Snowing and Blowing

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The reports came in while we were enjoying our final day of holidays with Shawn’s parents in Yorkton: there was snow at home. Lots of it. I like snow. I like skiing, sledding, and snowshoeing. The more snow, the merrier I am. It was not until we were loading the car the next morning that it hit me: we might not make it home. We didn’t see even a flake of fresh snow between Yorkton and Saskatoon, but the reports of deep snow at home haunted our thoughts. Our communication with neighbours was of little assistance. Nobody had been out yet; nobody knew what condition our road was in. Eventually we got word that a friend had been through, so we decided to forego our afternoon movie plans and head straight home before the forecasted high winds buried our road in sculpted snow banks.

It proved to be a wise decision. Two CSA members braved the roads in large vehicles on Sunday, only to find themselves in the ditch on their way out. Fortunately, nobody was there long. Upon word of the second slide, we cancelled the final pick-up of the day and hunkered down into our toasty warm homes. We were snowed in until Tuesday afternoon, when the RM snowplough made its way through. Wednesday saw more blowing snow and the road plugged up again! We were very grateful the Battlefords pick-up had been successfully executed during the window of opportunity Tuesday evening.

One of the things I appreciate about our life on the farm is the way in which we are intimately connected with the natural world. My days begin and end with a trip to the outhouse. When the sun shines and the days are long, we have lots of electricity; when we have a long stretch of cloudy winter days, we have to decide how to prioritize our use of power. When the summer rains descend in a flood, we cancel any gardening plans for a day or two. And when a winter storm blows in, our vegetable pick-up schedule has to be altered.

It’s not always easy to be flexible. I like planning and organization (at least) as much as the next person. I tend to start each day with a list of what I hope to accomplish and start to stress when the incomplete items get carried over too many days. I am not yet fully accustomed to relinquishing control to the elements. But what I find even more challenging is when the weather impacts our Community Shared Agriculture members. I know that when we have to postpone a vegetable pick-up, the chaos of the skies is unleashed onto multiple other families.

And that’s where I really come to appreciate the dedication of our members. When you signed up for the CSA, they may have realized that your eating patterns would be affected by weather conditions but you may not have anticipated how much scheduling flexibility might sometimes be required. Both the Battlefords and the Saskatoon members whose plans were affected by last weekend’s snow also had their summer pick-up times postponed due to unfavourable weather! There are certainly times when I am conscious of how much we are asking of people.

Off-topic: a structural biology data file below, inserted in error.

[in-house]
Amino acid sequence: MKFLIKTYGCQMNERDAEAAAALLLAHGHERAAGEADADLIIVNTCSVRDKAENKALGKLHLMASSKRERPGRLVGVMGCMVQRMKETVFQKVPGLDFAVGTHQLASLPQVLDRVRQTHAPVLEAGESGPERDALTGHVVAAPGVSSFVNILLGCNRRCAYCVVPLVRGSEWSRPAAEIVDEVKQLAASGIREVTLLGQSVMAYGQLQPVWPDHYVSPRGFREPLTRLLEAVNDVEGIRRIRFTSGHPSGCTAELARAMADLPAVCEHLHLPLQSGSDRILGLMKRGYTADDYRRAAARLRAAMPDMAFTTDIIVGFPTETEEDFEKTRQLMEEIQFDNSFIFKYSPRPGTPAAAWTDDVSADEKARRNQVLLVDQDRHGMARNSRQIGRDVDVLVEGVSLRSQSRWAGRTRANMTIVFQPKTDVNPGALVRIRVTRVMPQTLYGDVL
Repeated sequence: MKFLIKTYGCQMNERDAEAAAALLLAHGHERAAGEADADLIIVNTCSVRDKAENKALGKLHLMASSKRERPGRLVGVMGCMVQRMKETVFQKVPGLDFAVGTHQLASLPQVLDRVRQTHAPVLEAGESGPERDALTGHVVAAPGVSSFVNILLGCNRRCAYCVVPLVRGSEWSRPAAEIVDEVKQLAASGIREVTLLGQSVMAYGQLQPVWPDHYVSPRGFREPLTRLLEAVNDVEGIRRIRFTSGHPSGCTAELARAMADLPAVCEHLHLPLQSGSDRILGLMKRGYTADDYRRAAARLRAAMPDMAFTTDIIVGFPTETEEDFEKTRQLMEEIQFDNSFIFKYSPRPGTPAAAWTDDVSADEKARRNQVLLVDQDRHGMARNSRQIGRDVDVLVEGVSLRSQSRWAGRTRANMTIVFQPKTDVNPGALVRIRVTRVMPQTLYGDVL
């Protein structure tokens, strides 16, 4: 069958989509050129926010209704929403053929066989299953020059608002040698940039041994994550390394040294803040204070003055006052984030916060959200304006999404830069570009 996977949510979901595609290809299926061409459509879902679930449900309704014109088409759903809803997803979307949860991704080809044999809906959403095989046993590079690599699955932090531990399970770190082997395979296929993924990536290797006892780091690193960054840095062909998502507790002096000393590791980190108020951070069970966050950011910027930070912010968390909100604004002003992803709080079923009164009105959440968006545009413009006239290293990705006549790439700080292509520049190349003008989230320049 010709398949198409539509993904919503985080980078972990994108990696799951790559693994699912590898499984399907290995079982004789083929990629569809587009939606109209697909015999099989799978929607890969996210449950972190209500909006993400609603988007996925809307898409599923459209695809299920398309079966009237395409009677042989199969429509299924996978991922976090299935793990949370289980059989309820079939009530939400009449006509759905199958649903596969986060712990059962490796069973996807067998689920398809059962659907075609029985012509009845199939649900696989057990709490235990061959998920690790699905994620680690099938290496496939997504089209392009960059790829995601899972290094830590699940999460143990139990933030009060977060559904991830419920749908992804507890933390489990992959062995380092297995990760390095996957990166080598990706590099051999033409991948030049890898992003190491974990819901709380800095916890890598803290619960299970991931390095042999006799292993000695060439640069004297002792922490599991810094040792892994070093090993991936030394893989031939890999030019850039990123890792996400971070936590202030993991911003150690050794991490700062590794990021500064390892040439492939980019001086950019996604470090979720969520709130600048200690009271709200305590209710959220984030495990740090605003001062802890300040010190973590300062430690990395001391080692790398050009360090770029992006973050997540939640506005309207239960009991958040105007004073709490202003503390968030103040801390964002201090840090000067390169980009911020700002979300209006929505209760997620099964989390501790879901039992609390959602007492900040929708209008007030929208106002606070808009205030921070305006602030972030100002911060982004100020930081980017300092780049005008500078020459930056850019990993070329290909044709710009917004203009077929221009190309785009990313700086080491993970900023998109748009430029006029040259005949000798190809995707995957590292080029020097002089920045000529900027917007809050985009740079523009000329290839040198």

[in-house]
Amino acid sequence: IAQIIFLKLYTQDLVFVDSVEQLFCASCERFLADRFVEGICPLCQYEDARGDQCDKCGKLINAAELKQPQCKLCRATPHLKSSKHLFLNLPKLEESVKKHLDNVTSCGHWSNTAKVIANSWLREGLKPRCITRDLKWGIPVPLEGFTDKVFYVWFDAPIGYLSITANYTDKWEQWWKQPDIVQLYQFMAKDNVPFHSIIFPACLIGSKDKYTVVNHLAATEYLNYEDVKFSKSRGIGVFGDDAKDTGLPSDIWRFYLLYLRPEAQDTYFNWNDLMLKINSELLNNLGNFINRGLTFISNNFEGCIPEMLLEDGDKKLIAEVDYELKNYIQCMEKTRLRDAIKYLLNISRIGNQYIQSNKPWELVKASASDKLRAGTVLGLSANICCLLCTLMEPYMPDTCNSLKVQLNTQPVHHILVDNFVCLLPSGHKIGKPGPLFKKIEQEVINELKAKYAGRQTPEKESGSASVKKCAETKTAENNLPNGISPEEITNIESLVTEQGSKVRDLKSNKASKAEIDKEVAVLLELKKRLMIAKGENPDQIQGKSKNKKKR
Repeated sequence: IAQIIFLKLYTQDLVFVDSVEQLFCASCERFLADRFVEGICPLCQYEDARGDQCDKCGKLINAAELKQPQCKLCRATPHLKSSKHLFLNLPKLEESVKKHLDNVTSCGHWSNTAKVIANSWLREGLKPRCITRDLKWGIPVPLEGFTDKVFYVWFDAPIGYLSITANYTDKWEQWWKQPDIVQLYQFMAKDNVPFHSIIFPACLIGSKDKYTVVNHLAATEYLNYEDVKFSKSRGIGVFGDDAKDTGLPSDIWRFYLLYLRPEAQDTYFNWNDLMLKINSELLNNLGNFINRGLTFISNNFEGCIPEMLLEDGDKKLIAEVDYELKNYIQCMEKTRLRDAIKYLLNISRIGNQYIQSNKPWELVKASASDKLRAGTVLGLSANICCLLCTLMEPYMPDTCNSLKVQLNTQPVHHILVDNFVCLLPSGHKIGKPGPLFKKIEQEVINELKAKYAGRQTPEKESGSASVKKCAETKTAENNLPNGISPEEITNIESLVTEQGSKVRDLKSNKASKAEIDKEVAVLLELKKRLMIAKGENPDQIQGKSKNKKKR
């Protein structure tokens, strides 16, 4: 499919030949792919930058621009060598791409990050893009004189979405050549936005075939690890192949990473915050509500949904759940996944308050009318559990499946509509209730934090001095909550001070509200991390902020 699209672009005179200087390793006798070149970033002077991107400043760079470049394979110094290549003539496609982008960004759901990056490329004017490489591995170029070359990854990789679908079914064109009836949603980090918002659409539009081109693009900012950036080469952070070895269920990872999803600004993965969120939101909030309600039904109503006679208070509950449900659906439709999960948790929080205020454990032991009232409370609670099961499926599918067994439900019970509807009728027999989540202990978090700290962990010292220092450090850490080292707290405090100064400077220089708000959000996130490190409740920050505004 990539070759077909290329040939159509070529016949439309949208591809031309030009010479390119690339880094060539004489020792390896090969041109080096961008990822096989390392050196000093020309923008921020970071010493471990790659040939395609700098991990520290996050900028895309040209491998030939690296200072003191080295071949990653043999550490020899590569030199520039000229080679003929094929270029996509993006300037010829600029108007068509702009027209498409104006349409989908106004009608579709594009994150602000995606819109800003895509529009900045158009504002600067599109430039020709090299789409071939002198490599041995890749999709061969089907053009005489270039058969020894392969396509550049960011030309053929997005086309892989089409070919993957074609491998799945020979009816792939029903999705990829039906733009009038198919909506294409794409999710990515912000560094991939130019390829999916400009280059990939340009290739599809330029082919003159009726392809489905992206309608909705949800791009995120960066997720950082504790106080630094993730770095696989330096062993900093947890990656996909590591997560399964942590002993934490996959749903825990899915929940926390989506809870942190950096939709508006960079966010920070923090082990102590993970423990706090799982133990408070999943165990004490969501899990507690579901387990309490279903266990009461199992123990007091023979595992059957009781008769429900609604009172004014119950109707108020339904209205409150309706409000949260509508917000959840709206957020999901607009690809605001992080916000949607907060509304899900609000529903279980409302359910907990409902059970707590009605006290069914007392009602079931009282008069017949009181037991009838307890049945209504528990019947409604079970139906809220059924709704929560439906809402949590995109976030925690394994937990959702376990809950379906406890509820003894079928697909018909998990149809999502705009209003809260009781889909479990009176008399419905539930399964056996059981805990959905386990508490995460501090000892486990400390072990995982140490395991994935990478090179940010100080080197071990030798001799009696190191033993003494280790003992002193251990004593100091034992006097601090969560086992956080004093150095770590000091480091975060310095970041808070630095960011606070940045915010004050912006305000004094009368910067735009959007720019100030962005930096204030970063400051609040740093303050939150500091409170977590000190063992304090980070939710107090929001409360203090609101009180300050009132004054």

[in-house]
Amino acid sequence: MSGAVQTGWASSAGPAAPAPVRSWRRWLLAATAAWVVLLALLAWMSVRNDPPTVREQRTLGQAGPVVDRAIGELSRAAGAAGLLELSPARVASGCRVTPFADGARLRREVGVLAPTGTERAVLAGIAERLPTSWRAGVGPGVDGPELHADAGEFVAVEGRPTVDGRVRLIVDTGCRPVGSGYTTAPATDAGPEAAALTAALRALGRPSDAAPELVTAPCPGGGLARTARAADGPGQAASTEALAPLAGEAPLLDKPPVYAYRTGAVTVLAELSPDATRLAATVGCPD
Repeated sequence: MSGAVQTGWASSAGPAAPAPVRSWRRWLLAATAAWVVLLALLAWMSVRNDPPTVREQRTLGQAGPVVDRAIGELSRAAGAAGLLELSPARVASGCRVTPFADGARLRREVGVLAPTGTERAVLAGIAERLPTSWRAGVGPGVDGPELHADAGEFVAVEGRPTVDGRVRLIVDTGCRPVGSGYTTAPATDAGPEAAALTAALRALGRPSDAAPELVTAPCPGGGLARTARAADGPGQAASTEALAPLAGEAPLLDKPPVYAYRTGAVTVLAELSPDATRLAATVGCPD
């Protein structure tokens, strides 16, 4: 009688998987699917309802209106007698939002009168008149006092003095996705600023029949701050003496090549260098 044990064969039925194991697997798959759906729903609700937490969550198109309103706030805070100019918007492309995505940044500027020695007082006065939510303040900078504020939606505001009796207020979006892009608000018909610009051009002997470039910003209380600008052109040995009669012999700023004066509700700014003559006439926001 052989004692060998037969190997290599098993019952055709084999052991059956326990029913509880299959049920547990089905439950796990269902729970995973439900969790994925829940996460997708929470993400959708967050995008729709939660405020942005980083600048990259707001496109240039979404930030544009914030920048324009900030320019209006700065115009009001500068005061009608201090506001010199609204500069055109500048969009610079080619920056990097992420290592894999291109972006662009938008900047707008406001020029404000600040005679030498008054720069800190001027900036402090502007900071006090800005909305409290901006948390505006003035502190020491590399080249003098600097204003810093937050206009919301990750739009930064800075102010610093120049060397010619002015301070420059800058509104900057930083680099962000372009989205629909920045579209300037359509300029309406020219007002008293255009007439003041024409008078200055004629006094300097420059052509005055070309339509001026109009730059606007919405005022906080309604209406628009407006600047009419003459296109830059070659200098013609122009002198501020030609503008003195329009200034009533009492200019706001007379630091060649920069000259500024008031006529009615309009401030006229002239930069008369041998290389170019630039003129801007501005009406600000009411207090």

On the flip side, I suppose we are also offering the opportunity to be more deeply connected to the natural world around us, both in ways that are readily embraced – such as fresh food grown without chemicals on an off-grid farm – and in ways that can be more frustrating – such as postponed deliveries. We certainly hope the positive outweighs the negative!

We also hope that you are still finding ways to enjoy the vegetables of the season. We are getting down to the nitty gritty: potatoes and carrots with a side of beets. (There are some onions yet to come as well, but they too are snowed in! We have them stored at Judy’s sister’s place and have not been able to get a vehicle through to pick them up.)

My family enjoys carrots (and often potatoes too) in nearly every soup we make. Carrot sticks are also a common feature of our meals – though there often aren’t any left on the table by the time the meal actually begins. As we seek ways to reduce the amount of off-farm food we eat, I have tended to replace most pasta (though we do sometimes make or buy it) and rice with potatoes. If a recipe suggests serving over pasta or rice, I serve it over boiled or mashed potatoes. It doesn’t always work, but I am surprised how often it does — and how many root vegetables we consume over the course of the winter!

This week, we tried a new beet salad recipe from Simply in Season which, amazingly, received a thumb’s up from at least one of the kids.

Shredded Beet Salad

2 cups red beets, cooked, peeled, and shredded (I used white beets, cooked and julienned)

1/2 cup fresh parsley (omitted due to the season!)

3 Tbsp olive oil

2 Tbsp lemon juice

2 Tbsp onion, chopped

1 Tbsp sugar (I used 1/2 Tbsp honey)

1/2 tsp salt

pepper to taste

Mix together and chill. To serve, place the red beet mixture in the middle of a dish.

1 cup carrots, shredded

1 hard-cooked eggs, sliced

1/2 cup fresh parsley, chopped

green olives, optional

Arrange around the beets. (I only used the carrots and julienned them rather than shredding because some of my family doesn’t like shredded vegetables. I feared the texture of cooked beets with raw carrots might be odd when they weren’t shredded, but it seemed to work ok. I will certainly make the dish again.)

Bon appetit!

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